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Youth Hosteling International Rip-Off Stamp Cards

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Youth Hosteling International Rip-Off Stamp Cards

Youth Hosteling International Rip-Off Stamp Cards

I usually tend to steer clear of the squeaky clean, whitewashed, characterless hostels that are a part of the Youth Hosteling International chain. In many countries they are usually more expensive than ‘local’ alternatives and carry with them an entire slew of unnecessary rules and regulations- such as you cannot stay in them during the day and you have to be in bed by midnight. (Note: in Morocco, Japan, Beijing and a few other places I have found them to be relatively reasonably priced.) The only merit to these places that I can find is that they are usually packed full of other foreigners and are set up in a way that allows for conversation. In point, if I ever feel like a night of telling bad jokes in my native tongue, I can stroll into a Youth Hostel that will be crawling with English speakers. Generally, the drawbacks are not worth a few foreigners pretending to laugh at my very dry jests and puns.

So Mira and I stayed at an International Youth Hostel in Oeiras (near Lisbon) for a few nights a month ago. We were not members of the Hosteling International organization, so we paid 11 euro each for our dorm beds. Fine. Not cheap, but, relatively speaking, not expensive. We then set out on our bicycle journey down the Portuguese coast and stayed at a Youth Hostel in Setubal. Once here we bought ourselves two Hosteling International membership cards. We were charged a 2 Euro fee each for these cards and a little stamp was stuck upon them to indicate that we stayed there.

We now had five empty places for future stamps to go.

“What happens when this card gets filled up with stamps?” I asked, thinking that I might be awarded for staying six nights at their hostels with a free stay.

“You get a new card when you return to your home country,” was the reply.

A new card that I can redeem in the USA? I must say that this was not much of an incentive to collect as many HI stamps possible. But at any rate, I viewed these stamp cards as a silly travel impertinence and only cracked a few jokes about their uselessness. We stayed in the hostel in Setubal for three nights and were only charged a two euro fee for price of the card the first night.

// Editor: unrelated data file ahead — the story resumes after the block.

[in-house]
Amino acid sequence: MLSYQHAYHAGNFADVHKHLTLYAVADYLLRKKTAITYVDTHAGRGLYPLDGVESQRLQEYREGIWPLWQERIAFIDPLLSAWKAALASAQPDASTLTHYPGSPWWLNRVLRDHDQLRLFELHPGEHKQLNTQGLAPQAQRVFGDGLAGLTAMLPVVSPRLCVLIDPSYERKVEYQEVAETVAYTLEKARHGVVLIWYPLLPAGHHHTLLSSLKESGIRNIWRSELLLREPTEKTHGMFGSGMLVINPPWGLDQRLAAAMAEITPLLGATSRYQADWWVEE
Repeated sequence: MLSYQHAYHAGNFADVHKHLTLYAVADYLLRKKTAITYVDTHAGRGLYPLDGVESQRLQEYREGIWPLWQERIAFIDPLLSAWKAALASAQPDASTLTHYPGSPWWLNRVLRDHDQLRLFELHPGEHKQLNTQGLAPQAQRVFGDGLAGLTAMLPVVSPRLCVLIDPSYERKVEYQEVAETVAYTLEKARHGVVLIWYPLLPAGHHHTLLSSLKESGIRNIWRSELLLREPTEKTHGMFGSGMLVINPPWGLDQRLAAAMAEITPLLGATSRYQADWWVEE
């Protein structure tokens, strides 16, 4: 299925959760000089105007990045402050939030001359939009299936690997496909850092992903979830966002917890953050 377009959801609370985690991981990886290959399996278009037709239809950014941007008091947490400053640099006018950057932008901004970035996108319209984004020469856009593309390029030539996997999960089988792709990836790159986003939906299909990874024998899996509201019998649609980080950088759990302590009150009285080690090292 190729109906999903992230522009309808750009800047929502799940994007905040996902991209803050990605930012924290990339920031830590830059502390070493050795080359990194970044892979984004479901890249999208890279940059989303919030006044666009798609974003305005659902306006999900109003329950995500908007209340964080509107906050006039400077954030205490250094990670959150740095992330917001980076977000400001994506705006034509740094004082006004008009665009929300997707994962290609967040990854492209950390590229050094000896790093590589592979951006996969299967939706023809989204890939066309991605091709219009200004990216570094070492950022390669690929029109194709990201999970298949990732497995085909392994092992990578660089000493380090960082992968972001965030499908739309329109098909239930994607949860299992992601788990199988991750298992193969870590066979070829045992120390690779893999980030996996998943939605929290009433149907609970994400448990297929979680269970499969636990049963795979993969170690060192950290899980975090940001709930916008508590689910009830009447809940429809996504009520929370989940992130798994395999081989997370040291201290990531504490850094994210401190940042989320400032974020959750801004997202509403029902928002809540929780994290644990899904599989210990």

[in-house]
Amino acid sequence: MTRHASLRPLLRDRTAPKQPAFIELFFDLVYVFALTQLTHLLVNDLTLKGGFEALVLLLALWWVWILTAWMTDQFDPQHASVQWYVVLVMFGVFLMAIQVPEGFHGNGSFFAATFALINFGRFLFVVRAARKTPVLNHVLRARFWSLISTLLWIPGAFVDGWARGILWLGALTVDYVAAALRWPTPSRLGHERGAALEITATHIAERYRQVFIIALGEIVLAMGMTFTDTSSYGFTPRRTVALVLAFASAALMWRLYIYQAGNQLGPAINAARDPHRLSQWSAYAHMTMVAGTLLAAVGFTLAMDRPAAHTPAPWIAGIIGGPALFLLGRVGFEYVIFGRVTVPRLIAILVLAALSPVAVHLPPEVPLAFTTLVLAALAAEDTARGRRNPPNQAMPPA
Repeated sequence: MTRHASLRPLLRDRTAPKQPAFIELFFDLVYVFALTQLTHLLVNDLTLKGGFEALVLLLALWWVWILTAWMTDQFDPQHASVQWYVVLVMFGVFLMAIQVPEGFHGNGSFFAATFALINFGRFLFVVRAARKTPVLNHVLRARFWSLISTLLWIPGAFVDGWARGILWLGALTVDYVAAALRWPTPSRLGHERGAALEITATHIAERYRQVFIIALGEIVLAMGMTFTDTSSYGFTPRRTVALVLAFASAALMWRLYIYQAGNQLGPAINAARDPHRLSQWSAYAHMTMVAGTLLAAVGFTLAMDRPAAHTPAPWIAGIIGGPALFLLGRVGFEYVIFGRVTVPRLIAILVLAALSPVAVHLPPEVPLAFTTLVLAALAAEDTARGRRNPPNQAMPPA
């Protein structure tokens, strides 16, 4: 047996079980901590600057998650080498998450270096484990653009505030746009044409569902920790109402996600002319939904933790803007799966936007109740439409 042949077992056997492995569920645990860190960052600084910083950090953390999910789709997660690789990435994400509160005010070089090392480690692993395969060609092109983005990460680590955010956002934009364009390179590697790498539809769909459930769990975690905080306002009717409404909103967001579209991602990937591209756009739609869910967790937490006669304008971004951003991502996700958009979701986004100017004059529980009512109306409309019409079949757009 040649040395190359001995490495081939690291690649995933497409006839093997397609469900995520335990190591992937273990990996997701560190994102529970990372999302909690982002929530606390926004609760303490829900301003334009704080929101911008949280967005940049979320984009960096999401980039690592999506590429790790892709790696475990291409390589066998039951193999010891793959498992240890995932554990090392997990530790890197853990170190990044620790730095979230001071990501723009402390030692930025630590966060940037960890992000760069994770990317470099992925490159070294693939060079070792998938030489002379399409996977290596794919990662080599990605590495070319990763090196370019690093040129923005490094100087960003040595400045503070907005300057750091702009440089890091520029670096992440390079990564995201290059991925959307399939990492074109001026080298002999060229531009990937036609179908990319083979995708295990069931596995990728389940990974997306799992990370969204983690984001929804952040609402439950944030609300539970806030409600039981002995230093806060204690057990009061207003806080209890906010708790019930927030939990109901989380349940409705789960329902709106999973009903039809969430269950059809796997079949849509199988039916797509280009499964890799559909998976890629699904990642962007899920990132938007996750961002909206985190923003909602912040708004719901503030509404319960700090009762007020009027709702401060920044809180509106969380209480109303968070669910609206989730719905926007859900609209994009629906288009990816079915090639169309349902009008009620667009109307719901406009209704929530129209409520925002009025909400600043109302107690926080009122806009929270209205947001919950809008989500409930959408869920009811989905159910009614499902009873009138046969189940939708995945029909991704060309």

But regardless of the lack of incentive to carry these useless cards, Mira and I toted them around with pride; for the first time in my traveling career I had a Hosteling International membership card. When we arrived back at the (Oeiras) Youth Hostel after a month of riding bikes around Portugal, we displayed them to the check-in guy (who we knew from our first visit as being a real penis) with glee.

“We have cards now!” Mira exclaimed.

“Oh,” said the Penis, “now I have to charge you more money.”

“What!” Mira and I yelled in unison.
“Yes,” the Penis continued, “now that you have those cards I have to charge you an additional two Euro each for every stamp that you get. And you have to buy a new stamp every night that you stay here. When you stay here for six nights, and all of the blanks are filled with stamps, you get a new card. ”

So now that we bought the Hosteling International membership card, we were being charged three dollars more each every night.

13 Euro- $20- is far too much to pay for a dorm-bed at a Youth Hostel in any country. Especially one that is presided over by a Penis. The next day Mira and I disputed this matter further with another Penis check-in boy, and got nowhere. Yes, we were again told that because we had those stupid little stamp cards that we would have to pay three dollars more per night than the last time we slept in those same beds. 26 Euro for two dorm-beds. $40. We could stay in the heart of downtown Lisbon in a private room with a sink for that price. I curtly informed the hostel staff of this. They told me to go and do it.

I did.

Upon this end to our negotiation with the Hosteling International manager (Penis) we promptly grabbed up our gear, checked out, and I ripped up my membership card and tossed it to the wind.

I guess I am no longer a member of Hosteling international.

No more Youth Hostels in Europe.

I hereby proclaim that I will sleep outside through the coldest, meanest blizzard before I pay another three dollars for a useless stamp that I cannot even mail a letter with.

Youth Hosteling Internationals: another travel rip-off.

The card:

Wade from Vagabond Journey.com
Barrio Alto, Lisbon, Portugal
December 1, 2007

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Filed under: Accommodation, Europe, Portugal, Travel Problems

About the Author:

Wade Shepard is the founder and editor of Vagabond Journey. He has been traveling the world since 1999, through 80 countries. He is the author of the book, Ghost Cities of China, and contributes to Forbes, The Diplomat, the South China Morning Post, and other publications. has written 3131 posts on Vagabond Journey. Contact the author.

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Wade Shepard is currently in: Zhushan Village, Kinmen, TaiwanMap